Two years ago my wife and I drove up to the Shenandoah Valley for our annual Christmas visit with my mom, Mary Ellen Townsend Harris (When Love Prevails, Kindle books). It was the last Christmas visit we would have with her. Mom was 104 then, and an active member of the assisted living community where she resided.
One of the things we always did with her was to reminisce. We would remember relatives long deceased, and recollect various Christmas occasions. One such was during WWII when my uncle Bud, mom’s youngest brother, came to visit on leave from his Army assignment at the Pentagon. He was my idol. I asked him what he was doing to beat the enemy. I’ll never forget his reply. He tousled my seven-year-old hair, laughed and said, “I’m squirtin’ ink at ’em every day.” His job was writing training manuals, but that was good enough for me.
I especially remember post-war Christmases. My paternal grandparents had a small farm about fifty miles east of Cincinnati where the whole Harris family would gather. Those were occasions that still reverberate in my spirit. There would be a large evergreen tree trimmed with electric lights, ornaments, shiny aluminum icicles, and garlands of all sorts. Grandma would be in the kitchen wearing a jolly smile and her best apron, tending a turkey in the oven. All sorts of mouth watering aromas drifted through the house, mingled with the pipe smoke my dad and his dad conjured up in the living room.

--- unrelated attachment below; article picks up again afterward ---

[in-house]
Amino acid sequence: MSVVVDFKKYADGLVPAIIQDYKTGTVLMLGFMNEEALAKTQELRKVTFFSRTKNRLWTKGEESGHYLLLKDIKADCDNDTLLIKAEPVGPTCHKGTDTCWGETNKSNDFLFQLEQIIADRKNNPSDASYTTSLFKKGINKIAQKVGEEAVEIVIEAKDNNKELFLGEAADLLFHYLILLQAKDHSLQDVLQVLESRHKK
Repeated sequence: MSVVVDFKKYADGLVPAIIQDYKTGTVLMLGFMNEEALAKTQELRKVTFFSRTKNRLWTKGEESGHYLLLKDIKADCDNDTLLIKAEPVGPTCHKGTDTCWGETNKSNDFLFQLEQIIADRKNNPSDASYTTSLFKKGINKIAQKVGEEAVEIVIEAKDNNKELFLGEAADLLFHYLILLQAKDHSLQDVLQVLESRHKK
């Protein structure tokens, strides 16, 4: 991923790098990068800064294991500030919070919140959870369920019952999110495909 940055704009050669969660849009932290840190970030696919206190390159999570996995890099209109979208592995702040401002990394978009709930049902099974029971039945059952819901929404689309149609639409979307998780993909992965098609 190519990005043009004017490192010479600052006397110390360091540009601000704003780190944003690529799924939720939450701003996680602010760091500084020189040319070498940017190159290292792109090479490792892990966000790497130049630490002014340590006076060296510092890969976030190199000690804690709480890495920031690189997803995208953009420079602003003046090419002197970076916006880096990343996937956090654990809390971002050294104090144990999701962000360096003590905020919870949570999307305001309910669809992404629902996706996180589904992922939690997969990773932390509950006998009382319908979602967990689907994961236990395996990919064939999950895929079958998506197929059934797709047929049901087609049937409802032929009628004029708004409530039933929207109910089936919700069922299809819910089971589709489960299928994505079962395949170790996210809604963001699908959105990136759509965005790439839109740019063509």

Dad would load all our gifts in the car before we left Christmas morning, so one of the first tasks was transferring them to join the array of things already under grandpa’s tree. I was past the Santa Claus stage, but my siblings weren’t. Much effort was spent assuring them that Santa knew we’d be there instead of at home, so there would be gifts for all. There always were.
I don’t recall precisely when we opened gifts, but I suspect it was before dinner. I do remember how exciting it was. Somehow Santa always managed to leave a toy for me that was perceived as a little beyond me, so I would have to grow into it. “You can look, but don’t touch,” dad would announce. “Grandpa and I will have to figure out how that works later, then we’ll show you how to use it.”
Gift sharing would yield to gathering around the table for grandma’s feast, then she and mom would be in the kitchen cleaning up and sharing stories about us kids…and whatever else. I can still hear grandma’s laugh–a sort of twinkling chuckle–echoing through the house. Dad and grandpa would plunge into figuring out the exotic game that was ostensibly mine, then retire out back to grandpa’s shop beside the barn to play pinochle (no kids allowed), while the rest of us took naps.
Much of mom’s time was spent there, just as it was at home, looking after the needs of my brother, Paulie, who had cerebral palsy, and my sister, “Sissy,” whose physical activities were curtailed due to a heart murmur. I was supposed to “look after her” if she needed anything, which usually led to fights between us due to a wall of independence she built around herself.
Finally the pinochle games would end, a light supper would be served, and as darkness fell we’d head for home, exhausted, each in our own way satisfied with the events of the day.
Looking back, I was aware that Christmas was about the birth of Christ. Mom told us the stories, and we heard them in church. We had a cardboard manger scene that we always erected somewhere in the living room. I knew the story of the three wise men who brought gifts to the Christ child, but I’m not sure I ever connected those gifts with the excitement that consumed most of Christmas Day at grandma’s house.